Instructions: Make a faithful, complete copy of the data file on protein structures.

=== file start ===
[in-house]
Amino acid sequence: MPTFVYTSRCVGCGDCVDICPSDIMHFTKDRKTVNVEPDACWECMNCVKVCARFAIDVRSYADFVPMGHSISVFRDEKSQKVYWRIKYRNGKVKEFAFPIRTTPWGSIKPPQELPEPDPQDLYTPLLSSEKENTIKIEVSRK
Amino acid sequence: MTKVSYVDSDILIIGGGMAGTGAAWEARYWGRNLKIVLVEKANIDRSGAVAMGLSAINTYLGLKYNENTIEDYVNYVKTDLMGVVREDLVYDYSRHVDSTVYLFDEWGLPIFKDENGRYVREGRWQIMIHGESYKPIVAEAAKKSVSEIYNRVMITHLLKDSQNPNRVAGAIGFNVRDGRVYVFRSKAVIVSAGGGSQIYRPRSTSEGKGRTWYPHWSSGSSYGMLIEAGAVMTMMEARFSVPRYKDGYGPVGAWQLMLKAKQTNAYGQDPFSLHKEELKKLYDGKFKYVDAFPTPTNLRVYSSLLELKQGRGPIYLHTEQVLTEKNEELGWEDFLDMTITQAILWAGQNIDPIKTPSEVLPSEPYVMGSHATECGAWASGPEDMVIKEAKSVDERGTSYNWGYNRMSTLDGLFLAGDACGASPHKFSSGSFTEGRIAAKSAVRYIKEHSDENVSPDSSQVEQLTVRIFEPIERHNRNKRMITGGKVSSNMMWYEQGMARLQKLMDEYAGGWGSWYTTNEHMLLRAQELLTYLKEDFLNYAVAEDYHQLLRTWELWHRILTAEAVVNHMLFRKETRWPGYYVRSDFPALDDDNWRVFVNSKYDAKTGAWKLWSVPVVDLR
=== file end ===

[in-house]
Amino acid sequence: MPTFVYTSRCVGCGDCVDICPSDIMHFTKDRKTVNVEPDACWECMNCVKVCARFAIDVRSYADFVPMGHSISVFRDEKSQKVYWRIKYRNGKVKEFAFPIRTTPWGSIKPPQELPEPDPQDLYTPLLSSEKENTIKIEVSRK
Amino acid sequence: MTKVSYVDSDILIIGGGMAGTGAAWEARYWGRNLKIVLVEKANIDRSGAVAMGLSAINTYLGLKYNENTIEDYVNYVKTDLMGVVREDLVYDYSRHVDSTVYLFDEWGLPIFKDENGRYVREGRWQIMIHGESYKPIVAEAAKKSVSEIYNRVMITHLLKDSQNPNRVAGAIGFNVRDGRVYVFRSKAVIVSAGGGSQIYRPRSTSEGKGRTWYPHWSSGSSYGMLIEAGAVMTMMEARFSVPRYKDGYGPVGAWQLMLKAKQTNAYGQDPFSLHKEELKKLYDGKFKYVDAFPTPTNLRVYSSLLELKQGRGPIYLHTEQVLTEKNEELGWEDFLDMTITQAILWAGQNIDPIKTPSEVLPSEPYVMGSHATECGAWASGPEDMVIKEAKSVDERGTSYNWGYNRMSTLDGLFLAGDACGASPHKFSSGSFTEGRIAAKSAVRYIKEHSDENVSPDSSQVEQLTVRIFEPIERHNRNKRMITGGKVSSNMMWYEQGMARLQKLMDEYAGGWGSWYTTNEHMLLRAQELLTYLKEDFLNYAVAEDYHQLLRTWELWHRILTAEAVVNHMLFRKETRWPGYYVRSDFPALDDDNWRVFVNSKYDAKTGAWKLWSVPVVDLR